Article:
Begin assessing an elderly patient by obtaining a complete history of medications used by the patient. This includes all prescription drugs, over-the-counter drugs, home remedies, vitamins, and herbal treatments. Make sure that you determine the medications that have been prescribed and medications that the patient actually takes. Include those that are taken at the patient's discretion. Some patients don't take all of the medications that are prescribed to them because of the cost of the medication or some unpleasant or undesirable side effects. Also note how often the medications are taken.
List all practitioners who prescribed medications for the patient, including the patient's primary physician, orthopedist, and cardiologist. Create a list of all pharmacies providing medication to the patient. Review the expiration dates for all medications. Ask the patient how they self-medicate, if they maintain a medication schedule, and if they ever forget to take their medication. If they do, ask what medications they've skipped and what they do when they forget or skip a dose.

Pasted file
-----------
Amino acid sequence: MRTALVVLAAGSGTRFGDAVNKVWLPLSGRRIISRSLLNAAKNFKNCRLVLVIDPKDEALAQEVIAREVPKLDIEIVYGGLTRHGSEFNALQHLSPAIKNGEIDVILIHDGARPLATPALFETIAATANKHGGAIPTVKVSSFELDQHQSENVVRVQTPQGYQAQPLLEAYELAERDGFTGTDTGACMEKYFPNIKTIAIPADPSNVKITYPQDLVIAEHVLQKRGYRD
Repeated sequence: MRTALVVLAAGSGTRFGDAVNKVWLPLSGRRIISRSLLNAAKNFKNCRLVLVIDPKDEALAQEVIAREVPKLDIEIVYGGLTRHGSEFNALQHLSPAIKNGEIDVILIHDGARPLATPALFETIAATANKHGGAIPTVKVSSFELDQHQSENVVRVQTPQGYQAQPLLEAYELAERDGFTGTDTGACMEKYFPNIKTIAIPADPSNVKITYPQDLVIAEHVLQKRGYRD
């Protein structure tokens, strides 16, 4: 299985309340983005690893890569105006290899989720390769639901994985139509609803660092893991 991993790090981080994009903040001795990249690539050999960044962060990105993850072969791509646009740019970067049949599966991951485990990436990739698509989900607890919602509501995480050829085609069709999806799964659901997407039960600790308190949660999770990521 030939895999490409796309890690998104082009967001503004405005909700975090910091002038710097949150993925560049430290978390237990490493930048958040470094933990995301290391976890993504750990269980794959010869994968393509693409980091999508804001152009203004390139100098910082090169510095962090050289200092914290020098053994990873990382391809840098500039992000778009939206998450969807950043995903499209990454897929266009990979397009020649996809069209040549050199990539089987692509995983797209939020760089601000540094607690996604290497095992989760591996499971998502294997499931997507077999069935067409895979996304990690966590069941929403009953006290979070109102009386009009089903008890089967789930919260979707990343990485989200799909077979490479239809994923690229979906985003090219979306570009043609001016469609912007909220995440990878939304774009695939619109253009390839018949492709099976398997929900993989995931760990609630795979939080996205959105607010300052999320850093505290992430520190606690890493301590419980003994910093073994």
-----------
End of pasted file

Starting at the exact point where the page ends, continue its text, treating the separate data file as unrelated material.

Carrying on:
Determine if the patient has any barriers to taking medication safely such as allergies, physical handicaps, memory loss, cultural beliefs, and financial constraints. Also, learn if the patient has support from family, friends, and neighbors. Most importantly, be aware of the cost of medication prescribed to the patient. The elderly typically live on a fixed income and may be unable to purchase expensive medications—even if the benefit outweighs the cost. Always keep medication for the elderly simple and to a minimum.
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